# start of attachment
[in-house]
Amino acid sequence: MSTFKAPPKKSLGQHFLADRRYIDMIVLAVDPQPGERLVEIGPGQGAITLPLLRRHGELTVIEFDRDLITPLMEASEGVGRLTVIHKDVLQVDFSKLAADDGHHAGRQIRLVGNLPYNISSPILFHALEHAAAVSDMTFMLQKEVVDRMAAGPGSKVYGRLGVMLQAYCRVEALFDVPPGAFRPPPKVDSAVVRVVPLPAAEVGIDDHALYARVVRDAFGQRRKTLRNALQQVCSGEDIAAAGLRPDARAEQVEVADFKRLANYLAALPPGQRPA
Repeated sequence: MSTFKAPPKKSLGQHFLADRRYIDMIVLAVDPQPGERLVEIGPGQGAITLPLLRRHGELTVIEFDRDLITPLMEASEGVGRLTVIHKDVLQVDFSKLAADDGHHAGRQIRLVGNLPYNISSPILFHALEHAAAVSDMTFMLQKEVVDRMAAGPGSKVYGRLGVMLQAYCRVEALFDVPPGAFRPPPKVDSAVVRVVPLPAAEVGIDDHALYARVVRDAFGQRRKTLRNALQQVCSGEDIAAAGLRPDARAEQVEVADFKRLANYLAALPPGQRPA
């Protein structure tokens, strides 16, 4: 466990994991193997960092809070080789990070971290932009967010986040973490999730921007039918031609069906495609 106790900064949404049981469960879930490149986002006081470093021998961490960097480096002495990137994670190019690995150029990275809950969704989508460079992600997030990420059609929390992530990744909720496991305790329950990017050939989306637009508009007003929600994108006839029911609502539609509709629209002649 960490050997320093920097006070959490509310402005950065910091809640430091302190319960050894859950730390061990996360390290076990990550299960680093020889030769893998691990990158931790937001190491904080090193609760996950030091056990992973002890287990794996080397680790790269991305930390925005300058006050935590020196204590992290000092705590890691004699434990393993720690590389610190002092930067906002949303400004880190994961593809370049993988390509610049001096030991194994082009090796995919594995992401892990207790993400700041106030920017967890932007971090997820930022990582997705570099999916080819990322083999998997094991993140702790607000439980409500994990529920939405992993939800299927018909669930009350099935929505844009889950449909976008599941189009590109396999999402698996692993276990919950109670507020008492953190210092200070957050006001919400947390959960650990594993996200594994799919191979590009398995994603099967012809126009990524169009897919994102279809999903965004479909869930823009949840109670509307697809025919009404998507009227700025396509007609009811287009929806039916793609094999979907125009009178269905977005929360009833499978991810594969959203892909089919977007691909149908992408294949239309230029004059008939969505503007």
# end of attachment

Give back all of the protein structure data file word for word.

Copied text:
[in-house]
Amino acid sequence: MSTFKAPPKKSLGQHFLADRRYIDMIVLAVDPQPGERLVEIGPGQGAITLPLLRRHGELTVIEFDRDLITPLMEASEGVGRLTVIHKDVLQVDFSKLAADDGHHAGRQIRLVGNLPYNISSPILFHALEHAAAVSDMTFMLQKEVVDRMAAGPGSKVYGRLGVMLQAYCRVEALFDVPPGAFRPPPKVDSAVVRVVPLPAAEVGIDDHALYARVVRDAFGQRRKTLRNALQQVCSGEDIAAAGLRPDARAEQVEVADFKRLANYLAALPPGQRPA
Repeated sequence: MSTFKAPPKKSLGQHFLADRRYIDMIVLAVDPQPGERLVEIGPGQGAITLPLLRRHGELTVIEFDRDLITPLMEASEGVGRLTVIHKDVLQVDFSKLAADDGHHAGRQIRLVGNLPYNISSPILFHALEHAAAVSDMTFMLQKEVVDRMAAGPGSKVYGRLGVMLQAYCRVEALFDVPPGAFRPPPKVDSAVVRVVPLPAAEVGIDDHALYARVVRDAFGQRRKTLRNALQQVCSGEDIAAAGLRPDARAEQVEVADFKRLANYLAALPPGQRPA
């Protein structure tokens, strides 16, 4: 466990994991193997960092809070080789990070971290932009967010986040973490999730921007039918031609069906495609 106790900064949404049981469960879930490149986002006081470093021998961490960097480096002495990137994670190019690995150029990275809950969704989508460079992600997030990420059609929390992530990744909720496991305790329950990017050939989306637009508009007003929600994108006839029911609502539609509709629209002649 960490050997320093920097006070959490509310402005950065910091809640430091302190319960050894859950730390061990996360390290076990990550299960680093020889030769893998691990990158931790937001190491904080090193609760996950030091056990992973002890287990794996080397680790790269991305930390925005300058006050935590020196204590992290000092705590890691004699434990393993720690590389610190002092930067906002949303400004880190994961593809370049993988390509610049001096030991194994082009090796995919594995992401892990207790993400700041106030920017967890932007971090997820930022990582997705570099999916080819990322083999998997094991993140702790607000439980409500994990529920939405992993939800299927018909669930009350099935929505844009889950449909976008599941189009590109396999999402698996692993276990919950109670507020008492953190210092200070957050006001919400947390959960650990594993996200594994799919191979590009398995994603099967012809126009990524169009897919994102279809999903965004479909869930823009949840109670509307697809025919009404998507009227700025396509007609009811287009929806039916793609094999979907125009009178269905977005929360009833499978991810594969959203892909089919977007691909149908992408294949239309230029004059008939969505503007």